The C2 sets the pace for 2022 with superb picture quality, numerous sizes and a track record of success.
In the last few years LG's "C" series OLED models have risen to the top of my list as the best high-end TV for the money and C2 is the latest example. The C2 offers image quality that's a clear step above any non-OLED TV I've seen, a bigger range of sizes than ever -- including a new 42-inch option -- and a price that's not too steep.
This year, however, the OLED TV competition is tougher than ever. LG's archrival Samsung has an OLED TV too, promising better color with an all-new QD-OLED panel. Sony offers two different kinds of OLED, including a QD-OLED of its own that looks pretty sweet in person. And in 2022 more TV-makers sell mini-LED models, which promise excellent image quality for much less money than OLED.
And while it's excellent, the C2 isn't a huge leap compared to previous models. In my side-by-side comparisons, the C2 and last year's LG C1 OLED TV looked very similar despite the C2's new "Evo" panel, one of the 2022 upgrades LG touts.
I haven't reviewed other 2022 OLED TVs yet but from what I've seen so far I'd be surprised if they were significantly better than the C2. The C2 is also cheaper and available in more sizes than models like the LG G2 and those QD-OLED TVs. It also outperforms QLED TVs like the Samsung QN90B and TCL 6-Series. That's why I consider the LG C2 the best high-end TV for the money of 2022.
I performed a hands-on evaluation of the 65-inch OLED C2, but this review also applies to the other screen sizes in the series. All sizes have identical specs and, according to the manufacturer, should provide very similar picture quality. The exceptions are the 42- and 48-inch sizes, which lack the "Evo" panel and might be slightly dimmer than the others as a result (although the difference is minimal, if my comparisons to the non-Evo C1 are any indication).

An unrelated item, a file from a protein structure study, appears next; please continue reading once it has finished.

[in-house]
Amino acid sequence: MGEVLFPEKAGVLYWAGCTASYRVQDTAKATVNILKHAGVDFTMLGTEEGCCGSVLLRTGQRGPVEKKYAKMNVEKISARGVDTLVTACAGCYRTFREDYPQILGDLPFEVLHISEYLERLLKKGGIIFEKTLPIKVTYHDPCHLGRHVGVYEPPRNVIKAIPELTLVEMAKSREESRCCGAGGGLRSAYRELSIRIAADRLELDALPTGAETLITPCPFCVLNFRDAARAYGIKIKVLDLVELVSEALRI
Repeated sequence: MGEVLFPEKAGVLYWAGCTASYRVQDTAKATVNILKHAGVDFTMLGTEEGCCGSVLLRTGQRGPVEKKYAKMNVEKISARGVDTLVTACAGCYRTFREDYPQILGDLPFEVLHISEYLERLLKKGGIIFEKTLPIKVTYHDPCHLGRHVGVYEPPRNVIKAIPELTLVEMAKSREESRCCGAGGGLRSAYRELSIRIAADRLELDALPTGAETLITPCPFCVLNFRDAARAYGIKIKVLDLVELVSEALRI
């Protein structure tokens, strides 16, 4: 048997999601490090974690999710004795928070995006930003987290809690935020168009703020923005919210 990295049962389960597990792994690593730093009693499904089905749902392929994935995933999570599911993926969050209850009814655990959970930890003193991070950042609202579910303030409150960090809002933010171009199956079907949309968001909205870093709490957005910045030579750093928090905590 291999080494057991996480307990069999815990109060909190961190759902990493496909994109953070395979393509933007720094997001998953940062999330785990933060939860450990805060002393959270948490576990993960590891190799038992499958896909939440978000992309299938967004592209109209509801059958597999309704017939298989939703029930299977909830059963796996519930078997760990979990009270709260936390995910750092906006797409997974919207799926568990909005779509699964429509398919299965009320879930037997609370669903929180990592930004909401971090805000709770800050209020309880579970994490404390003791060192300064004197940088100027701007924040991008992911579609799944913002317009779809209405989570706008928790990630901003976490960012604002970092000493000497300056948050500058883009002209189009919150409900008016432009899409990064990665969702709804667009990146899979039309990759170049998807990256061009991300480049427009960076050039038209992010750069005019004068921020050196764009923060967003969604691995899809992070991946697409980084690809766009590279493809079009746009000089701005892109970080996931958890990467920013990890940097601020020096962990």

The C2 series sits in the middle of LG's 2022 OLED TV lineup, with the widest range of screen sizes and all the features I expect from a high-end TV. Spending more for the G2 gets you a slightly brighter panel according to LG, as well as the wall-friendly "gallery" design. The less-expensive A2 lacks the HDMI 2.1 gaming features, 120Hz refresh rate and fancier processing found on the other 2022 LG OLEDs.
The C2 is a very nice-looking TV, with a minimalist appearance similar to past LG OLEDs, but the company made some changes for 2022. When a colleague and I set it up, we actually felt the first such change: it's lighter than the C1 by a noticeable amount, up to 47 percent lighter depending on size. The 65-inch version I reviewed weighs just 41 pounds with its stand, compared to 72 pounds for the 65-inch C1.
New carbon-fiber materials are responsible for the reduced weight, according to LG, and I noticed it on the TV's backside. The edges of the panel are slightly more squared-off as well. I also appreciated the narrower bezel, 6mm slimmer than the C1, leading to even more of an all-picture look, although if I didn't have the two TVs side-by-side I probably wouldn't have noticed. The stand has a much smaller footprint than last year and raises the panel a bit more over the table, both improvements in my book.
LG kept the same remote, unfortunately. In my old age I've grown easily annoyed by too many buttons, and I much prefer the streamlined, simple layout of Samsung and Roku/TCL remotes, for example. As always, you can wave LG's remote around to move the cursor, or scroll quickly through menus with the built-in wheel.